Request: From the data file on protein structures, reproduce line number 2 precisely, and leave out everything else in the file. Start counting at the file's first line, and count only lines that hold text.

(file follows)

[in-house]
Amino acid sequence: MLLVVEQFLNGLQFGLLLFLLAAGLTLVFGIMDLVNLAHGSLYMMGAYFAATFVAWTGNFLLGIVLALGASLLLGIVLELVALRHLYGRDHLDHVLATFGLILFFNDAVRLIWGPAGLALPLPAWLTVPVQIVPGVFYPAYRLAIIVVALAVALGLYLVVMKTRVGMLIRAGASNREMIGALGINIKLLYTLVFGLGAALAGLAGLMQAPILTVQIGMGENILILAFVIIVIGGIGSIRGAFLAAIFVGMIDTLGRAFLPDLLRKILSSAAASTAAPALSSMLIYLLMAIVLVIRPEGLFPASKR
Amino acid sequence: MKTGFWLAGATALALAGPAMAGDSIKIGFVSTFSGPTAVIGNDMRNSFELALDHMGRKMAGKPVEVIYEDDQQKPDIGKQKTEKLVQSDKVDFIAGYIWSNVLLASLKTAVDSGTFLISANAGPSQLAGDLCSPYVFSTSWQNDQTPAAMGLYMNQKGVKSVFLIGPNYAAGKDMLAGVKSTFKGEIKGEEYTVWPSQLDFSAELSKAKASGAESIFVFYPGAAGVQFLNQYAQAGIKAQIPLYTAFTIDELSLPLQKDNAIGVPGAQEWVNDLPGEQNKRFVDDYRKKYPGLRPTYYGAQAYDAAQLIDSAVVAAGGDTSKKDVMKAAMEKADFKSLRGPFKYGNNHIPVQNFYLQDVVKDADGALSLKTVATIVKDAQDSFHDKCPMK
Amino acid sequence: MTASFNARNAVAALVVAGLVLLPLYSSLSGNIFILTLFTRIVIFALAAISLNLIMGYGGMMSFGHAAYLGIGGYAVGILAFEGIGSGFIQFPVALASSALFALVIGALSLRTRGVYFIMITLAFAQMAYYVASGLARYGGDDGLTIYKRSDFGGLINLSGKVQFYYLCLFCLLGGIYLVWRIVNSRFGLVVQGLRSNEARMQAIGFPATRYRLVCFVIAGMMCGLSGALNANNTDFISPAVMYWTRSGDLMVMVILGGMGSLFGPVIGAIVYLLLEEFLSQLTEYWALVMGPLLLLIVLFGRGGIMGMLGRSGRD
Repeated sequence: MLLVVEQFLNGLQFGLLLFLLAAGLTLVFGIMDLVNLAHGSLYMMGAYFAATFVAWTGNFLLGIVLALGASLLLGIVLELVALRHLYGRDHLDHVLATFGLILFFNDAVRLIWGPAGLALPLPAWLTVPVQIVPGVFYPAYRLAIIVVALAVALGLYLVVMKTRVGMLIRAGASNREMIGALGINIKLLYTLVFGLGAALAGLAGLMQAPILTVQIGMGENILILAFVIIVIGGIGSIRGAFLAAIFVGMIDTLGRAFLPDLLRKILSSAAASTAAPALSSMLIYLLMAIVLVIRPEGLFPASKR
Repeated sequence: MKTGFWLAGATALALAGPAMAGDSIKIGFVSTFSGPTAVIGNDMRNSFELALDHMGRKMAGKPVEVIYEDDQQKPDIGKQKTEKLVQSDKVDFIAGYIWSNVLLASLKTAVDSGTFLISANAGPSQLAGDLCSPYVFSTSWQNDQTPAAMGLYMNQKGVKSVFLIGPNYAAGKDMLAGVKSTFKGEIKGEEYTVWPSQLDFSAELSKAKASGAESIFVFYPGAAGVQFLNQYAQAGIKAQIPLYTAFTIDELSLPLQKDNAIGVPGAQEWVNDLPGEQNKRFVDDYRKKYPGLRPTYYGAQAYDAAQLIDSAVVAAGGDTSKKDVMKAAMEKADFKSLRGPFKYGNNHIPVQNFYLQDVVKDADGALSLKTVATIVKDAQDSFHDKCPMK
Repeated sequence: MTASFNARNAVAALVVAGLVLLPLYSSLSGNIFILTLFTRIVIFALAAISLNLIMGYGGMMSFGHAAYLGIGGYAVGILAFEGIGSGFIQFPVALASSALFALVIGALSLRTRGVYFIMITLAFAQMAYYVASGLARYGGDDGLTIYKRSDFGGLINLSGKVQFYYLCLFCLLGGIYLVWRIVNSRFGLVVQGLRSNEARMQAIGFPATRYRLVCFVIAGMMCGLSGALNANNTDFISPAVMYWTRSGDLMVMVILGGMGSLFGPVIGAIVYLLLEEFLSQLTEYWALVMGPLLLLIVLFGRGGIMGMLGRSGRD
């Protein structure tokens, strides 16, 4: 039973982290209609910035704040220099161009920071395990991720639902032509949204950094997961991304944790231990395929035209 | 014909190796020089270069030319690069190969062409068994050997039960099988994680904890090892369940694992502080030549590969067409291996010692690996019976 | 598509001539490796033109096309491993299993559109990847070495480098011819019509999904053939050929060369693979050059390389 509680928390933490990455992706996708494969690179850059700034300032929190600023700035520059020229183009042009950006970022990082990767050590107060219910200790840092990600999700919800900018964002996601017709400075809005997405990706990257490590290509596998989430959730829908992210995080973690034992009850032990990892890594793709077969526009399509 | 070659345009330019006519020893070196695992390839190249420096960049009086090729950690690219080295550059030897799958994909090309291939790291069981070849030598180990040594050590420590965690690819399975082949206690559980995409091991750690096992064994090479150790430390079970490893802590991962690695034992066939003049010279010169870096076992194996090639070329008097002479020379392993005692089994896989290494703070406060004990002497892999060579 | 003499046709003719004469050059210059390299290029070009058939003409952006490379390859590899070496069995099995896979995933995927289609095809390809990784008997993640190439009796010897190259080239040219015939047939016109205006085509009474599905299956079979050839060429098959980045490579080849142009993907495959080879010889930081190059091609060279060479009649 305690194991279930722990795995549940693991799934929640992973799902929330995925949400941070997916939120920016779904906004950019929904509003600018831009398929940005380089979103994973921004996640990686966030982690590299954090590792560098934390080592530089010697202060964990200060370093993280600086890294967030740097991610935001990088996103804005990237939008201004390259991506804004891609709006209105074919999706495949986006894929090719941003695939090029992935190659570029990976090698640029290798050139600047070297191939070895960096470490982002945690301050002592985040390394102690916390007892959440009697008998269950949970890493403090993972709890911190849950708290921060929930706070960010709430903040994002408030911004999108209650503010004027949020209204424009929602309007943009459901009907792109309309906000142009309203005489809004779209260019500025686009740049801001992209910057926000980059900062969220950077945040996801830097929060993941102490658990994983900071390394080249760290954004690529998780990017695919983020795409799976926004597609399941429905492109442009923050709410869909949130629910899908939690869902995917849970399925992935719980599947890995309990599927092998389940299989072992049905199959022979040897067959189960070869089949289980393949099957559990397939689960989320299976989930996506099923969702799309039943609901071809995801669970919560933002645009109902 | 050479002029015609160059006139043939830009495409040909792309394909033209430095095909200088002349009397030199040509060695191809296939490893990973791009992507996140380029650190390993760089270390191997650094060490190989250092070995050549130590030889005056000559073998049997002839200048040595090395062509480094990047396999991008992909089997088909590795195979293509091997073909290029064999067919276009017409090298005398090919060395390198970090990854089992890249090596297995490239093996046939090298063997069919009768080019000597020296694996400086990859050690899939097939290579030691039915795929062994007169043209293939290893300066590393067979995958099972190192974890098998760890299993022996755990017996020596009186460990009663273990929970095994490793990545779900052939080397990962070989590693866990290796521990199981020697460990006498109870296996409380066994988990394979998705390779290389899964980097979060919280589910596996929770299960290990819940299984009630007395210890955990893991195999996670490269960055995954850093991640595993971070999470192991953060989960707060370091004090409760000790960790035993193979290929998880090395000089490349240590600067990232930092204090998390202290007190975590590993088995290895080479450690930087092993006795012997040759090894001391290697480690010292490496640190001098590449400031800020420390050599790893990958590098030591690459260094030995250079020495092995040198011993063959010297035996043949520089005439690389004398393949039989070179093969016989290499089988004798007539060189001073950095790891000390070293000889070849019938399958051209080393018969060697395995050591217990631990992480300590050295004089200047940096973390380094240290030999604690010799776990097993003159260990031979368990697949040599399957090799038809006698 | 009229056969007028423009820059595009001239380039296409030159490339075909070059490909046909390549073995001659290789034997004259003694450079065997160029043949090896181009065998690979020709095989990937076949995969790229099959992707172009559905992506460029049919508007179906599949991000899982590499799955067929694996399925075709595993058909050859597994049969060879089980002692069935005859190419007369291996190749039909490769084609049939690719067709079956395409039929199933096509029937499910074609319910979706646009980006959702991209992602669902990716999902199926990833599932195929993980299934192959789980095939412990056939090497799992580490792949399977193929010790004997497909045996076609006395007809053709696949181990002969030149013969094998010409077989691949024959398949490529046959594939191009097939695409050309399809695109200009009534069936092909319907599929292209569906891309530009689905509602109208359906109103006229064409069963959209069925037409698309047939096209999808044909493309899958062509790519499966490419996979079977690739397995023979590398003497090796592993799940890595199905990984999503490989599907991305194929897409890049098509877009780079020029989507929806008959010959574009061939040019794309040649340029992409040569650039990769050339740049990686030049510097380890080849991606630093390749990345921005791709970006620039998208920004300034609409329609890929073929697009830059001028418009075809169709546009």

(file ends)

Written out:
Amino acid sequence: MLLVVEQFLNGLQFGLLLFLLAAGLTLVFGIMDLVNLAHGSLYMMGAYFAATFVAWTGNFLLGIVLALGASLLLGIVLELVALRHLYGRDHLDHVLATFGLILFFNDAVRLIWGPAGLALPLPAWLTVPVQIVPGVFYPAYRLAIIVVALAVALGLYLVVMKTRVGMLIRAGASNREMIGALGINIKLLYTLVFGLGAALAGLAGLMQAPILTVQIGMGENILILAFVIIVIGGIGSIRGAFLAAIFVGMIDTLGRAFLPDLLRKILSSAAASTAAPALSSMLIYLLMAIVLVIRPEGLFPASKR